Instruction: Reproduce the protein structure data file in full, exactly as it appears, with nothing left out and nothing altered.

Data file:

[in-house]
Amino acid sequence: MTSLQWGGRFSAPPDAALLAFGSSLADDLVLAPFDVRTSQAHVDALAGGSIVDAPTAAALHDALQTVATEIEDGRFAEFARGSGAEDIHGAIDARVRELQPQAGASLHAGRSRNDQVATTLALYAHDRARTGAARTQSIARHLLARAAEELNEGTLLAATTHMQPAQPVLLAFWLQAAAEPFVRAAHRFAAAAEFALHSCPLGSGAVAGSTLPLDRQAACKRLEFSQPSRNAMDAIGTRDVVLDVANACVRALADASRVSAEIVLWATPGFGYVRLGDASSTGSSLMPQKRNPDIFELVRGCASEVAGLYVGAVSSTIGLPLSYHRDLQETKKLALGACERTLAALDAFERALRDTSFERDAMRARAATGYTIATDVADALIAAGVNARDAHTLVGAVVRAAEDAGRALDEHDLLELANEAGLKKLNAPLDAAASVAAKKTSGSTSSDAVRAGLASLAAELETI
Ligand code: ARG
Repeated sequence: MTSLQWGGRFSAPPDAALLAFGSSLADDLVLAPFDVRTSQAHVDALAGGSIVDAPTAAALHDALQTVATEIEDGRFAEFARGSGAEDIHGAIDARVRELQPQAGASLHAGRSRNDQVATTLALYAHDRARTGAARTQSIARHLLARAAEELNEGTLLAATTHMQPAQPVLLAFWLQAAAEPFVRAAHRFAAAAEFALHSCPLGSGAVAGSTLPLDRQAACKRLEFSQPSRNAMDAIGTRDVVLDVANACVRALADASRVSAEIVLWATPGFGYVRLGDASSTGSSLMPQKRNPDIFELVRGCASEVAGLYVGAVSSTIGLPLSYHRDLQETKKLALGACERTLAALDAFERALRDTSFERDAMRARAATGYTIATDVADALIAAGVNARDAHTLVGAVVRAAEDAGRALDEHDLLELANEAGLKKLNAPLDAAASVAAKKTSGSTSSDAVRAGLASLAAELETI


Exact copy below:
[in-house]
Amino acid sequence: MTSLQWGGRFSAPPDAALLAFGSSLADDLVLAPFDVRTSQAHVDALAGGSIVDAPTAAALHDALQTVATEIEDGRFAEFARGSGAEDIHGAIDARVRELQPQAGASLHAGRSRNDQVATTLALYAHDRARTGAARTQSIARHLLARAAEELNEGTLLAATTHMQPAQPVLLAFWLQAAAEPFVRAAHRFAAAAEFALHSCPLGSGAVAGSTLPLDRQAACKRLEFSQPSRNAMDAIGTRDVVLDVANACVRALADASRVSAEIVLWATPGFGYVRLGDASSTGSSLMPQKRNPDIFELVRGCASEVAGLYVGAVSSTIGLPLSYHRDLQETKKLALGACERTLAALDAFERALRDTSFERDAMRARAATGYTIATDVADALIAAGVNARDAHTLVGAVVRAAEDAGRALDEHDLLELANEAGLKKLNAPLDAAASVAAKKTSGSTSSDAVRAGLASLAAELETI
Ligand code: ARG
Repeated sequence: MTSLQWGGRFSAPPDAALLAFGSSLADDLVLAPFDVRTSQAHVDALAGGSIVDAPTAAALHDALQTVATEIEDGRFAEFARGSGAEDIHGAIDARVRELQPQAGASLHAGRSRNDQVATTLALYAHDRARTGAARTQSIARHLLARAAEELNEGTLLAATTHMQPAQPVLLAFWLQAAAEPFVRAAHRFAAAAEFALHSCPLGSGAVAGSTLPLDRQAACKRLEFSQPSRNAMDAIGTRDVVLDVANACVRALADASRVSAEIVLWATPGFGYVRLGDASSTGSSLMPQKRNPDIFELVRGCASEVAGLYVGAVSSTIGLPLSYHRDLQETKKLALGACERTLAALDAFERALRDTSFERDAMRARAATGYTIATDVADALIAAGVNARDAHTLVGAVVRAAEDAGRALDEHDLLELANEAGLKKLNAPLDAAASVAAKKTSGSTSSDAVRAGLASLAAELETI